Over the summer, Delaware Gov. John Carney signed a law allowing universal mail-in voting for any reason and same-day voter registration. Last week, the Delaware Supreme Court ruled that these laws violated the Delaware Constitution’s own election guidelines.
In other words, for the first time in a very long time, a court was inclined to follow a state’s explicit election rules.
Delaware got it right when so many other states got it wrong, like a nearly identical case in Pennsylvania. The Pennsylvania Supreme Court found that unlimited mail voting was consistent with the state constitution, even though the state constitution plainly said otherwise.
Perhaps our lawsuit in Delaware had some other things going for it.
For example, before passing the mail voting laws, Delaware legislators supporting the law openly joked that the law probably wasn’t constitutional.
Delaware Speaker of the House Peter Schwartzkopf quipped: “I don’t know whether it’s constitutional or not constitutional, and neither do you guys or anybody else in here. The best way to get this thing done is to hear this bill, move forward, and let a challenge go to the courts and let them decide it.”
When it comes to our elections, we need to follow the rules, not fool around by finding ways to violate them.
Following the passage of the law, the Public Interest Legal Foundation, of which I am the president, filed a lawsuit challenging the constitutionality of universal mail-in voting and same-day voter registration. We expedited this case to ensure that it was heard before the 2022 elections.
The Delaware Constitution has a specific list of reasons a person qualifies for an absentee ballot. Willy-nilly isn’t one of the reasons. The newly enacted mail voting law had no standards.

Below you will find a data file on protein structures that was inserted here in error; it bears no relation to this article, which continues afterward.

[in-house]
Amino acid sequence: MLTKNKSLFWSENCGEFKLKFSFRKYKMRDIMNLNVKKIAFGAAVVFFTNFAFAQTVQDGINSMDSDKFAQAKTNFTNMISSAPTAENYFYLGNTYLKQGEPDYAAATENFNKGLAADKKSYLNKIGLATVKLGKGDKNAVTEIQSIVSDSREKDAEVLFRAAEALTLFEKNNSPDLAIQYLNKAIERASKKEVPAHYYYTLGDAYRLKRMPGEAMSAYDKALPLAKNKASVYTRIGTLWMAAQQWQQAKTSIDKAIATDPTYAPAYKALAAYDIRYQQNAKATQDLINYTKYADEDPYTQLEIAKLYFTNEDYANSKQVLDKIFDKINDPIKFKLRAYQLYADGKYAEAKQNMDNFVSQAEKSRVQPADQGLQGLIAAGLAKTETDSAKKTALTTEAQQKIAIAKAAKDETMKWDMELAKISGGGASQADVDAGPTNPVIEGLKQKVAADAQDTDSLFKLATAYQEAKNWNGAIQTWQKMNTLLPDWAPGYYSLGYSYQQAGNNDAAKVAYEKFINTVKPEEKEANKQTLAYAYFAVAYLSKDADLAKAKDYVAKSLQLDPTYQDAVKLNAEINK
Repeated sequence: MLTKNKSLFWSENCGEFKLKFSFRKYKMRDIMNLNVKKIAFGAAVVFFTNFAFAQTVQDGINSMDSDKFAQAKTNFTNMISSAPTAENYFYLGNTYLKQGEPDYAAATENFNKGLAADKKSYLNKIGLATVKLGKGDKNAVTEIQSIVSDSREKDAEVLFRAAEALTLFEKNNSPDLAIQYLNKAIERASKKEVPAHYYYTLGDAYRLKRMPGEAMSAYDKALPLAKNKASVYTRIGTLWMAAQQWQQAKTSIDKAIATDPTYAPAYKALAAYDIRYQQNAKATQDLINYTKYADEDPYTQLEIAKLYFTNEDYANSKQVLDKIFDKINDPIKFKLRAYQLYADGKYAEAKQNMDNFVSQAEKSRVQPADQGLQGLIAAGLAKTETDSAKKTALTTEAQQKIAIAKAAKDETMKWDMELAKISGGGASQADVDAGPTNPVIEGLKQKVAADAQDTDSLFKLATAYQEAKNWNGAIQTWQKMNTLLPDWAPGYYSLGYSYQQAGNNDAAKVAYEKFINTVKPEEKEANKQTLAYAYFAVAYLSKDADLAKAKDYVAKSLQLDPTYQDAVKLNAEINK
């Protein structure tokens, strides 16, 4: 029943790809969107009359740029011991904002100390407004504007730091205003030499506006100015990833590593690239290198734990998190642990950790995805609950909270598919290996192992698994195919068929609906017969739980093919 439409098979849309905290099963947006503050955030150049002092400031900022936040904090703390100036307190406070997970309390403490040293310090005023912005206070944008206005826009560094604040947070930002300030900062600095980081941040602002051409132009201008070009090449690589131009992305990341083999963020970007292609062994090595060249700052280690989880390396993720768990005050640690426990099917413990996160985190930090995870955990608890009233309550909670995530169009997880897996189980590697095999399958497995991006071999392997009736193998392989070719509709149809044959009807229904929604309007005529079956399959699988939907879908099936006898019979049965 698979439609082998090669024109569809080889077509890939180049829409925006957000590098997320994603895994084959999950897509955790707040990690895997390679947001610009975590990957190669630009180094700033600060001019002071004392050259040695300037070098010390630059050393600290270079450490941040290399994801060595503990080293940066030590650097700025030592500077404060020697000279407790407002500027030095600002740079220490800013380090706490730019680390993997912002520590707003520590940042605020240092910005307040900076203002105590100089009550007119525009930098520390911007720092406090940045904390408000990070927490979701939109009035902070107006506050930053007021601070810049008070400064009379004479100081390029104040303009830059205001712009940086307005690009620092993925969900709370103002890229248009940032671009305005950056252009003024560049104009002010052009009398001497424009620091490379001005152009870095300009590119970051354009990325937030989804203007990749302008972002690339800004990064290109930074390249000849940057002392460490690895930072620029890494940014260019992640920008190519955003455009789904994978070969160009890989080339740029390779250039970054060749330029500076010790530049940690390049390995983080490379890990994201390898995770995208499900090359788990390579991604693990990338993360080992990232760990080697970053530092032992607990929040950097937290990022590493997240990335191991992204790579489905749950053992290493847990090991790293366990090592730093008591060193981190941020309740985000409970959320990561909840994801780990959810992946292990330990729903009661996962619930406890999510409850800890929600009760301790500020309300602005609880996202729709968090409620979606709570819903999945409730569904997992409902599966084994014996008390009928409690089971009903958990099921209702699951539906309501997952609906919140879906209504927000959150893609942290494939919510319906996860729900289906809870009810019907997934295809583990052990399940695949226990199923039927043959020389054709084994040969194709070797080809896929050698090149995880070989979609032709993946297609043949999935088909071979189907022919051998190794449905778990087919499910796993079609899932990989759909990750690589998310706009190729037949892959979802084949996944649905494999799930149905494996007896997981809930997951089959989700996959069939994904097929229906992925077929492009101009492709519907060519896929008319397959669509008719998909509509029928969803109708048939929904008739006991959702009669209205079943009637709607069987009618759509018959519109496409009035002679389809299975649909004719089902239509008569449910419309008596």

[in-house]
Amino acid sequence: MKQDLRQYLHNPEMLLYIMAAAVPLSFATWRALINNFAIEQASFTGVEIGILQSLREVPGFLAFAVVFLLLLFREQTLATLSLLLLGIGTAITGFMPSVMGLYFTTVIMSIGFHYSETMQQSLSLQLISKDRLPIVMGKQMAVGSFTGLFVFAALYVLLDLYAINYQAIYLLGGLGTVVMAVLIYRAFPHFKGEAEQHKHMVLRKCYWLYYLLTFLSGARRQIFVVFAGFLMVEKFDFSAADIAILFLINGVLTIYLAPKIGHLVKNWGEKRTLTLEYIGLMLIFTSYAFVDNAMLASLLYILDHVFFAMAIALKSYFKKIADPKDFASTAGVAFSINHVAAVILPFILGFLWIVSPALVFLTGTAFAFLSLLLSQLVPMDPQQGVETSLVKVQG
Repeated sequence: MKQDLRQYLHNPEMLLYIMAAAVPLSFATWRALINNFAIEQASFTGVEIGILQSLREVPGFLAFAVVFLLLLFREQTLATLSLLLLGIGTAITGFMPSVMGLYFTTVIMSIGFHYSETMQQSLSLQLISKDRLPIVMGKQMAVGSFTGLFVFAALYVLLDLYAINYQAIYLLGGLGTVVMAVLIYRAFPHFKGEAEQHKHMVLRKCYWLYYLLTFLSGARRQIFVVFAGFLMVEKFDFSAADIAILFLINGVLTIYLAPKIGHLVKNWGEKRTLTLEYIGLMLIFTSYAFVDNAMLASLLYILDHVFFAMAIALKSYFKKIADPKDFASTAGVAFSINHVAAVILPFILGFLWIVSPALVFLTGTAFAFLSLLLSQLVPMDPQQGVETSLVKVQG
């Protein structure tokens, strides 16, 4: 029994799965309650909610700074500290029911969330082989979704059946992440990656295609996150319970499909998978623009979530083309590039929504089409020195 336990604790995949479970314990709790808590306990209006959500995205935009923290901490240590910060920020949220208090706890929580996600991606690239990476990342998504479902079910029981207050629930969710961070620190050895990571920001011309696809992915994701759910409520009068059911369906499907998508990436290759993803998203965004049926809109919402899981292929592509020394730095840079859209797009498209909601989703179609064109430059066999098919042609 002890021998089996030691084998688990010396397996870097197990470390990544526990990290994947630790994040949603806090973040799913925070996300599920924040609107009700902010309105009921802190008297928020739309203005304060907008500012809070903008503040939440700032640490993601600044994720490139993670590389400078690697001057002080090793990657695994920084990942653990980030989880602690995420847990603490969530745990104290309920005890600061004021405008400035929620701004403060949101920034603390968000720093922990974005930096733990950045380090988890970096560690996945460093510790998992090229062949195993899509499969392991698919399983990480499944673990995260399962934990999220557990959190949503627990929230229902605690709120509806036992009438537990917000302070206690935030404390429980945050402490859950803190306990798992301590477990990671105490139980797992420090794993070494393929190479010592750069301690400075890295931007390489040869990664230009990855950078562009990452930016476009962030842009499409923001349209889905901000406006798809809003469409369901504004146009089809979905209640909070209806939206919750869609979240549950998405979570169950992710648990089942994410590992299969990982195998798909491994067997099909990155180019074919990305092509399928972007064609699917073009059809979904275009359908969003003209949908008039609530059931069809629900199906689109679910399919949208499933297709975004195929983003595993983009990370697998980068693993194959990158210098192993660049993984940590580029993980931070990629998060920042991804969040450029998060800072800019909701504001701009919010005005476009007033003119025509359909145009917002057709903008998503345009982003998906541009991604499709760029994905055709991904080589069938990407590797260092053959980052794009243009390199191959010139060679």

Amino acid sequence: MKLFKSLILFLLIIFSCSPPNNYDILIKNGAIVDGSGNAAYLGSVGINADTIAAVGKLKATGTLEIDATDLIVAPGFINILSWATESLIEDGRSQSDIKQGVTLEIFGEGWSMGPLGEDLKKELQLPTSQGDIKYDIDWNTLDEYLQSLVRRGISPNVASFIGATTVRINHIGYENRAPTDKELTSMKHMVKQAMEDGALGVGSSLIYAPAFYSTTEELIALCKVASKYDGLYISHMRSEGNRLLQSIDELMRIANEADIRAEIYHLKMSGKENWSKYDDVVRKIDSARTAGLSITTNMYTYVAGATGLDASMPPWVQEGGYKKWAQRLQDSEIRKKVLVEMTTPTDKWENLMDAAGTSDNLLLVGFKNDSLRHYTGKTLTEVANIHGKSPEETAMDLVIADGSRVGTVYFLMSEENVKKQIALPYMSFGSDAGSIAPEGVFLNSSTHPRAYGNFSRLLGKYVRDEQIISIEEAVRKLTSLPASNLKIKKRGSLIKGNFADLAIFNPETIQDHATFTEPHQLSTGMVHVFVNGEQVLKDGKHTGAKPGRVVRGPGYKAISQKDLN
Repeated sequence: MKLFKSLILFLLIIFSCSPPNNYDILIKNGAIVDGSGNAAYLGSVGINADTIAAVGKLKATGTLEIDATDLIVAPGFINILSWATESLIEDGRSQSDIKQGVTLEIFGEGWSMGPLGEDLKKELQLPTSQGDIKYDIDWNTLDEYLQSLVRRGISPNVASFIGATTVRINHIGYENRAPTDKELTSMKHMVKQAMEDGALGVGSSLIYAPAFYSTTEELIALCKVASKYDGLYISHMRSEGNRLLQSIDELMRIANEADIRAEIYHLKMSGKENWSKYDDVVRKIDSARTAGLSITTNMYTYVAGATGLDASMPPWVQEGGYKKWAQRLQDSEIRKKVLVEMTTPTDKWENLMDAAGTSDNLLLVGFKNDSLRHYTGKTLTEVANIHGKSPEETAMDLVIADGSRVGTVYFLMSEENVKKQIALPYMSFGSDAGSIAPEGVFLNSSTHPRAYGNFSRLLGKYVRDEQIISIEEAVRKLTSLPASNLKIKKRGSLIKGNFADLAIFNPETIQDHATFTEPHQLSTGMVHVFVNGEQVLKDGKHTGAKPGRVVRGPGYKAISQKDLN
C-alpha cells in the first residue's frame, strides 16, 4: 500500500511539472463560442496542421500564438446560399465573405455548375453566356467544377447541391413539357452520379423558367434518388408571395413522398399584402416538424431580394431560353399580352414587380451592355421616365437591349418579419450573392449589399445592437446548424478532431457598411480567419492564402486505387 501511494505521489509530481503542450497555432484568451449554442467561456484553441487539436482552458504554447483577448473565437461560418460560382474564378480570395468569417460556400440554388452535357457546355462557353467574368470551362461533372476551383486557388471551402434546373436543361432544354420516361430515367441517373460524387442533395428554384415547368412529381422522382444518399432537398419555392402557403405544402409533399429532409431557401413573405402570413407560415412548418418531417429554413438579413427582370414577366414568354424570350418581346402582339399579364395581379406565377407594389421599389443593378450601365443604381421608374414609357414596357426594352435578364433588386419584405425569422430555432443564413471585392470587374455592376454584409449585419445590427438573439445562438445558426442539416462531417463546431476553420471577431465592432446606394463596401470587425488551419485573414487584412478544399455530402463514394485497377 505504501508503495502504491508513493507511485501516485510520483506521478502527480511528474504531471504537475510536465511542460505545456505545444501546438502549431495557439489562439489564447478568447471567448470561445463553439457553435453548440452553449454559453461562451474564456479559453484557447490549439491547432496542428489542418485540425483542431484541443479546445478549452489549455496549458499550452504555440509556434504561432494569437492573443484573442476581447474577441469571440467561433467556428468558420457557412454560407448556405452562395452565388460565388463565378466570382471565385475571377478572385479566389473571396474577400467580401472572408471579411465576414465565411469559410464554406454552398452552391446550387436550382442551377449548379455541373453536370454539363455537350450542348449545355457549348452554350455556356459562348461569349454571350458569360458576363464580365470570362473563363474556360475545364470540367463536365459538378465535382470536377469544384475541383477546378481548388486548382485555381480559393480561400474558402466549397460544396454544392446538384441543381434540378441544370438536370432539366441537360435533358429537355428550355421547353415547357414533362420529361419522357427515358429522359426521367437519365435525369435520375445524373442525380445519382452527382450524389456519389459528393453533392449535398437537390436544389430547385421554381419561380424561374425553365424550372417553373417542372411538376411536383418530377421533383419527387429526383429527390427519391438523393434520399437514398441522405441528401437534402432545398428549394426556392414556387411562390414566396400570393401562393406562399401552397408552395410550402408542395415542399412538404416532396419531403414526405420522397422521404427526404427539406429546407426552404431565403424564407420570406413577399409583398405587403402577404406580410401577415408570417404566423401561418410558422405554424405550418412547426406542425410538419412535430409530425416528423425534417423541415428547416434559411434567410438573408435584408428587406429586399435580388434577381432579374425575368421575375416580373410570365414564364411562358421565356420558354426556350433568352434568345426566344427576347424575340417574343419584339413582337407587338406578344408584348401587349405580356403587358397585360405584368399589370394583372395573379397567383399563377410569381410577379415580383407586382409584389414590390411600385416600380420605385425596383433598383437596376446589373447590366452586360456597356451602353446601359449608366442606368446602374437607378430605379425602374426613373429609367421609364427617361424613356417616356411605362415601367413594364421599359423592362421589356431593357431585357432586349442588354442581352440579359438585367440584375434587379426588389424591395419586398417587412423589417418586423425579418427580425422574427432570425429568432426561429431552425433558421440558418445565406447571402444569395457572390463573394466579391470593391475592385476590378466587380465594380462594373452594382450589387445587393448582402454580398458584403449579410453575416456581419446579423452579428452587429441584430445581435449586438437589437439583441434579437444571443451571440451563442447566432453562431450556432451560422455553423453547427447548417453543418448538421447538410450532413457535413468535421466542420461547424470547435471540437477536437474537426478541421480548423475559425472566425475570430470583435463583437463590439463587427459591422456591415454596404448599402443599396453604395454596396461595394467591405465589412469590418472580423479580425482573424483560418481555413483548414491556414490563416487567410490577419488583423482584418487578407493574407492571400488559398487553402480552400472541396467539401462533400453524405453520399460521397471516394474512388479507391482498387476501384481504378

The Delaware Supreme Court also struck down as unconstitutional the same-day voter registration procedures passed this year. The state constitution provides reasonable registration procedures like most states have, not walk-up, no-verification voting on the dates that Delaware residents may register to vote.
Last week, the Delaware Supreme Court issued a ruling declaring the mail balloting and same-day registration law violate the state constitution. It’s plain and simple. Delaware’s Constitution does not allow mass vote by mail or same-day voter registration.
This matters. One way to ensure dissent and discord after an election is by not following the rules we all agreed to before the election. A state constitution represents the will of the people in that state. When a legislature enacts election procedures against the state constitution, as the Delaware General Assembly did, those procedures conflict with the will of the people. It is anti-democratic.
If everyone follows the rules, the losers are more likely to accept the results. Our country is broken because so many election officials in 2020 didn’t follow the rules. Sure, COVID-19 was the excuse. But like it or not, a sizable portion of the nation cannot accept the results in part because the rules were not followed.
Imagine a Super Bowl where at halftime the referees decide 15 yards is needed for a first down. Imagine the tumult and discord across the land.
Nor should this be a partisan fight. Once upon a time both Republicans and Democrats agreed on the importance of following the rules, particularly election rules. Our shared national consensus on this point isn’t so distant from the strife of these times that we cannot recapture the shared purpose and benefits of the rule of law.
Our win in Delaware is one small step toward restoring order and predictability to election administration. PILF will bring more cases like it when election officials — or legislatures — do not follow the commands of law in our elections.
Perhaps those inclined to twist the law in the name of justice, democracy, efficiency or whatever popular cause colors the day will consider the consequences of their actions.
We agree to election rules, laws, and constitutional mandates because we want the consent of the governed after the election. Following the rules is necessary to obtain the consent of the loser. Our nation becomes unglued when elections are conducted outside of the rule of law.
Thankfully, for a change, we have something positive to report thanks to the Delaware Supreme Court.
• J. Christian Adams is president of the Public Interest Legal Foundation, a former Justice Department attorney, and current commissioner on the U.S. Commission for Civil Rights.